As a recipient, payloads are decrypted in one of two ways. Through use of topics, it should be known whether the envelope is encrypted to a specific recipient (in which case use the private key to decrypt) or to a general multicast audience. In the latter case, we assume that at least one topic is known (since otherwise, the envelope could not be properly "identified"). In this case, we match the known full topic to one of the abridged topics in the envelope, determine the index and de-salt the according salted-key at the beginning of the data segment in order to retrieve the final key.
Encryption using the full topic with "routing" using the abridged topic ensures that nodes which are merely transiently storing the message and have no interest in the contents (thus have access only to routing information via the abridged topics) have no intrinsic ability to read the content of the message.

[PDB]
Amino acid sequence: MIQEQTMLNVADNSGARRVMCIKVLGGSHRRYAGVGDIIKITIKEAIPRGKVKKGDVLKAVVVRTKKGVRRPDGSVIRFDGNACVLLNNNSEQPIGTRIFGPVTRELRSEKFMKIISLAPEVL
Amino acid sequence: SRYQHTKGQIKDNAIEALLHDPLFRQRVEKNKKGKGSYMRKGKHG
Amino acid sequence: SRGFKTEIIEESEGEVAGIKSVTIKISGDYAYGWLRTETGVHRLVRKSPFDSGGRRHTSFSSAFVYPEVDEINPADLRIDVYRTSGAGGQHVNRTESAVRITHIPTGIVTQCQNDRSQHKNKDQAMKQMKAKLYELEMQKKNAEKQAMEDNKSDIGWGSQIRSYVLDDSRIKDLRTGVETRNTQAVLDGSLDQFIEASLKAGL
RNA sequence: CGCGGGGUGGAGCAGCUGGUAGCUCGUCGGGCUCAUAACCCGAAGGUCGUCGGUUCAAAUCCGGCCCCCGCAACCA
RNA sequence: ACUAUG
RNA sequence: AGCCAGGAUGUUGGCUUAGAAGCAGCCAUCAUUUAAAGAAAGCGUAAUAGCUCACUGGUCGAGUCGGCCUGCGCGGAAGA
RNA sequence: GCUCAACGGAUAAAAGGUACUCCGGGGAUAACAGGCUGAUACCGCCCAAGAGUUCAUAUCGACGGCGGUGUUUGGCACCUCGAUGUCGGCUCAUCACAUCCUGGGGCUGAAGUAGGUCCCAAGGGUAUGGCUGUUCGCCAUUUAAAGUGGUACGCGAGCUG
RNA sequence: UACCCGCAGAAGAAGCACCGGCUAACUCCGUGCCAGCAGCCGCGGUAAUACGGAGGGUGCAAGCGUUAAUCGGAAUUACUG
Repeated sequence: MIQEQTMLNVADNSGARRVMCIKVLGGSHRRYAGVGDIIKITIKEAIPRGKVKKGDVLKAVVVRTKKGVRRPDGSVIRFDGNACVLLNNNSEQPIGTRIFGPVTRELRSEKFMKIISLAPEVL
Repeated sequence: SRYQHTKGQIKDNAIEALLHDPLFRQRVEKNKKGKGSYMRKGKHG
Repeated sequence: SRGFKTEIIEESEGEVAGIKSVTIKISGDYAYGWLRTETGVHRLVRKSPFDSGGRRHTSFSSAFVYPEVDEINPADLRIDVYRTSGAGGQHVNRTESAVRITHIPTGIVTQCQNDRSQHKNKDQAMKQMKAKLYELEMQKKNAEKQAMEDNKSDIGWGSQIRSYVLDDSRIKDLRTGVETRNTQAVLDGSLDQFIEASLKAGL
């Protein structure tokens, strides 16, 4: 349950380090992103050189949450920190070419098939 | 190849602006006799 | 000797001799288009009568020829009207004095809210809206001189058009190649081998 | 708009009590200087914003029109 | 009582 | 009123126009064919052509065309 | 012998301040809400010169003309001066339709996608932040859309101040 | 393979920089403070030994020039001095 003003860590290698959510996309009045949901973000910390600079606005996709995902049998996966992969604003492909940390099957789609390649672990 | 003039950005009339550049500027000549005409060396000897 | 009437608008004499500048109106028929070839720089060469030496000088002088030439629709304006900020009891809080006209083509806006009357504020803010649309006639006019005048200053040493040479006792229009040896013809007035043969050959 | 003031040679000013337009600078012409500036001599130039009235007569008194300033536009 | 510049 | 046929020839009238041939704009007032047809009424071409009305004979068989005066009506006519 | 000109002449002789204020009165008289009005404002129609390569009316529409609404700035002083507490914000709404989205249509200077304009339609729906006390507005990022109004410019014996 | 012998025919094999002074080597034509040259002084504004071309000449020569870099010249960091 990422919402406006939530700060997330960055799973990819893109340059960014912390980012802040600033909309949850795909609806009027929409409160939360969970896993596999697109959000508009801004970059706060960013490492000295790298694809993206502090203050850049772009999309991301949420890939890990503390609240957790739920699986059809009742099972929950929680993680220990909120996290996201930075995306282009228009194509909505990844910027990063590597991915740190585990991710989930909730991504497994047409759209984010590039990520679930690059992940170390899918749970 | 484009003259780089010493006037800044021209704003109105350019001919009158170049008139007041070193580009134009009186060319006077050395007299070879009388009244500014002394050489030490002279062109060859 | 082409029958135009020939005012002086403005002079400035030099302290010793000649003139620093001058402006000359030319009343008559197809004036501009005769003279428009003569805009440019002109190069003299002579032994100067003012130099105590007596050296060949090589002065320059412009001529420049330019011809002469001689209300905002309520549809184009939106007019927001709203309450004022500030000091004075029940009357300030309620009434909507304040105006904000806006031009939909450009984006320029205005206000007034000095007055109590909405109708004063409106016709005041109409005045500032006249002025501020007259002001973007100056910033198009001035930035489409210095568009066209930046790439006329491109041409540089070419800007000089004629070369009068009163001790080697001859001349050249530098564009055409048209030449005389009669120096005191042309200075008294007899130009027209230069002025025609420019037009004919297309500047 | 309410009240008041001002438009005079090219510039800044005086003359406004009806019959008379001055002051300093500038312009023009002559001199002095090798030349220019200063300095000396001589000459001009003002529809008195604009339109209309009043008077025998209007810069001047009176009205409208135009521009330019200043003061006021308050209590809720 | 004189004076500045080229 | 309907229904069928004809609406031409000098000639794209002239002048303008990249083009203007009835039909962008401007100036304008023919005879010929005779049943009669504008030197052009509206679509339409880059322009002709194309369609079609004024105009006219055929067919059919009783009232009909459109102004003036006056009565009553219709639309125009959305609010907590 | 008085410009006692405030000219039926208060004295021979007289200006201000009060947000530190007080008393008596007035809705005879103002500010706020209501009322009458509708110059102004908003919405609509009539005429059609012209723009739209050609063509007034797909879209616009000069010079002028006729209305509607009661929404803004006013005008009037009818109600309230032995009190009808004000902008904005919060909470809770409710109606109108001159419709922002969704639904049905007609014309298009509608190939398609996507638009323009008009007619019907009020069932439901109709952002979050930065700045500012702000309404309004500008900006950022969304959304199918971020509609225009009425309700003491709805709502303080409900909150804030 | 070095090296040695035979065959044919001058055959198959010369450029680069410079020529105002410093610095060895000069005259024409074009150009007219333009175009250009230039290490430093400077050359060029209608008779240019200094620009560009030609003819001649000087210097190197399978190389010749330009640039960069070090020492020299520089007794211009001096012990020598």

The signature, if provided, is the SHA3-256 hash of the unencrypted payload signed using ECDSA with the insertion-identity's secret key.
The signature portion is formed as the concatenation of the r, s and v parameters of the SECP-256k1 ECDSA signature, in that order.
v is non-normalised and should be either 27 or 28.
s are both big-endian encoded, fixed-width 32-byte unsigned.
The payload is otherwise unformatted binary data.
Nodes are expected to receive and send envelopes continuously, as per the protocol specification. They should maintain a map of envelopes, indexed by expiry time, and prune accordingly. They should also efficiently deliver messages to the front-end API through maintaining mappings between topics and envelopes.